Choosing new headphones is not to be rushed into. There’s in-ear, on-ear, over-ear, wired, wireless, noise-cancelling, voice control. Decisions, decisions.
And, of course, the wider the choice the wider the price range. It’s easy to spend the price of a couple of drinks on a new pair of headphones, but it’s equally easy to pay the equivalent of a nice clean second-hand BMW if you so desire.
How much is the right amount? Which shape is the right shape? And is one brand automatically better than another? In short, what are the best headphones for you?
Pick headphones that are fit for purpose
To start with, it’s best to approach the idea of new headphones a bit like you might approach the idea of new footwear. When you choose new footwear, it’s all about what they’re going to be used for, right? You don’t buy a ballet slipper if you want tennis shoes, and you don’t buy hiking boots to go with your best suit.
So you need to make sure your headphones are fit for purpose. And there are, as mentioned above, three broad types: in-ear, on-ear and over-ear. You’re allowed to let your own idea of what looks good on your head come into play but, equally, when and where you’ll be doing your listening is important too.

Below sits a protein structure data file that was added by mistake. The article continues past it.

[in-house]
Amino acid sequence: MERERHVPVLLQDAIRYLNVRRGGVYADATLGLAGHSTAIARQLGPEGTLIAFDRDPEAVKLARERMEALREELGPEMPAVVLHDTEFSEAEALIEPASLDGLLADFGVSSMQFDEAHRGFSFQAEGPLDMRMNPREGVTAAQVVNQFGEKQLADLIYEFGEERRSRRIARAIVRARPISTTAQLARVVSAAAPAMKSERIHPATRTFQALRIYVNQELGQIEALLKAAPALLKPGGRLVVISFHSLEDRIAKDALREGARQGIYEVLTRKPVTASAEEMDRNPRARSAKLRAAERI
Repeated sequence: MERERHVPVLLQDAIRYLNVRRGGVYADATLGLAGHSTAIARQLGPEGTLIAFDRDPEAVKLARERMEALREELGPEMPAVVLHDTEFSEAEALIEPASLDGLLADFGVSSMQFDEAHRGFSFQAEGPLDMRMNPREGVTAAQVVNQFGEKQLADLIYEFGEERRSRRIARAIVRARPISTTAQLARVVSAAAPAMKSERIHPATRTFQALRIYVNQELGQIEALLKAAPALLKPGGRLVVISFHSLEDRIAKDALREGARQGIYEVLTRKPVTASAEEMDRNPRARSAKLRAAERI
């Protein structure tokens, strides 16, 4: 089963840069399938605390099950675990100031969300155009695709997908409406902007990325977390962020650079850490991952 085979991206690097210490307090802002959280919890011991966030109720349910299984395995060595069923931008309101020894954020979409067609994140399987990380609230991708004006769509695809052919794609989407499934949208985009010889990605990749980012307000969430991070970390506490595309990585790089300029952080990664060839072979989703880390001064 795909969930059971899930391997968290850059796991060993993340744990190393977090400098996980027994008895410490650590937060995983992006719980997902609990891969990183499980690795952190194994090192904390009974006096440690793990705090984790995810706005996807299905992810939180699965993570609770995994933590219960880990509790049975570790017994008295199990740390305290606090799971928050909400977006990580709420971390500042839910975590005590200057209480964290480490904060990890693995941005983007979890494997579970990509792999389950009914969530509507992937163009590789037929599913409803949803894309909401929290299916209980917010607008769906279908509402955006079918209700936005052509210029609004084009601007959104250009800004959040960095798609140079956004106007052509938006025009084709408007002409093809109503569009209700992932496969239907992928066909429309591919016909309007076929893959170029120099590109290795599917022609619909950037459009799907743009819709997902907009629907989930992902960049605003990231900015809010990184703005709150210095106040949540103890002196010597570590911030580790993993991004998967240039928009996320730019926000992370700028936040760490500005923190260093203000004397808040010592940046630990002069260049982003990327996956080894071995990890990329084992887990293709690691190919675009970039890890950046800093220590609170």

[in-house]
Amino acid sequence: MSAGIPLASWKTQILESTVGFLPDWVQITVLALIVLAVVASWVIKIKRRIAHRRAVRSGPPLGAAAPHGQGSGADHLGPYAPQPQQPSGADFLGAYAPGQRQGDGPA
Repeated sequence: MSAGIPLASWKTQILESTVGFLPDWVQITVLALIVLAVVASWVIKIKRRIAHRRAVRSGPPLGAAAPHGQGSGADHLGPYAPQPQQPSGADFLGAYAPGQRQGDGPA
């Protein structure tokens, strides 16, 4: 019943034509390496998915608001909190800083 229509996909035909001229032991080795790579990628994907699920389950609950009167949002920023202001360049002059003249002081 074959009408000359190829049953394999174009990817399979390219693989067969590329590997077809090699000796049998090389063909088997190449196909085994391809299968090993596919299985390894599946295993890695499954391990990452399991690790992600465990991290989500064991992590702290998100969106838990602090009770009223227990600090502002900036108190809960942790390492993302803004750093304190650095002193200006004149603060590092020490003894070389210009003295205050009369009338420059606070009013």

At first glance, an in-ear design such as the AirPods Pro might seem the commuter’s best bet – after all, they tend to be more compact, more discreet and lighter than bigger alternatives. But there’s no shortage of on-ear designs that are light enough to wear for an extended period without problems, so don’t automatically rule them out. Over-ear designs, though, tend to be bulkier and heavier so some people might find the larger designs too ostentatious for sitting on a packed train. That said, a lot of well designed over-ears can work all day, as our top headphones, the Sony WH-1000XM3, prove nicely.
If you’re going to be using your headphones at home, though, they don’t need to be especially light or especially compact. The over-ear option is probably your best bet for home listening, as the bigger earcups (and bigger speaker drivers behind them) tend to offer a bigger, fuller and larger-scale sound.